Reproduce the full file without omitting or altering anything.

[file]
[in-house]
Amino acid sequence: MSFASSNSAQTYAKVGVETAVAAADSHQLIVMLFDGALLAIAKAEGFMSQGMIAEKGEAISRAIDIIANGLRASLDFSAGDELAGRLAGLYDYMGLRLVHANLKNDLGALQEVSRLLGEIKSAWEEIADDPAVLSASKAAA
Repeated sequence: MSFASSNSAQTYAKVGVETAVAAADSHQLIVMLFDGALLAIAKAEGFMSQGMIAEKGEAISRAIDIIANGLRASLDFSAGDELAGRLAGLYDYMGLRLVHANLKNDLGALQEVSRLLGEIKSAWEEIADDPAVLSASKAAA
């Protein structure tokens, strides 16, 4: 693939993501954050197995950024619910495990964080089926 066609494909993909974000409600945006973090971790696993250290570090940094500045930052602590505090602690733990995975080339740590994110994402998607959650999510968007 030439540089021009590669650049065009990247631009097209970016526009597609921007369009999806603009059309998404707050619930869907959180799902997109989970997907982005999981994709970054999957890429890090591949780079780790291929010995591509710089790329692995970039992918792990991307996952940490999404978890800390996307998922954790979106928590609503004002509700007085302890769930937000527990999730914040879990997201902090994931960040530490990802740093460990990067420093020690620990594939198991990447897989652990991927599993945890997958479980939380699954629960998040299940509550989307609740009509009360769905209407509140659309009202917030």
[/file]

[in-house]
Amino acid sequence: MSFASSNSAQTYAKVGVETAVAAADSHQLIVMLFDGALLAIAKAEGFMSQGMIAEKGEAISRAIDIIANGLRASLDFSAGDELAGRLAGLYDYMGLRLVHANLKNDLGALQEVSRLLGEIKSAWEEIADDPAVLSASKAAA
Repeated sequence: MSFASSNSAQTYAKVGVETAVAAADSHQLIVMLFDGALLAIAKAEGFMSQGMIAEKGEAISRAIDIIANGLRASLDFSAGDELAGRLAGLYDYMGLRLVHANLKNDLGALQEVSRLLGEIKSAWEEIADDPAVLSASKAAA
């Protein structure tokens, strides 16, 4: 693939993501954050197995950024619910495990964080089926 066609494909993909974000409600945006973090971790696993250290570090940094500045930052602590505090602690733990995975080339740590994110994402998607959650999510968007 030439540089021009590669650049065009990247631009097209970016526009597609921007369009999806603009059309998404707050619930869907959180799902997109989970997907982005999981994709970054999957890429890090591949780079780790291929010995591509710089790329692995970039992918792990991307996952940490999404978890800390996307998922954790979106928590609503004002509700007085302890769930937000527990999730914040879990997201902090994931960040530490990802740093460990990067420093020690620990594939198991990447897989652990991927599993945890997958479980939380699954629960998040299940509550989307609740009509009360769905209407509140659309009202917030």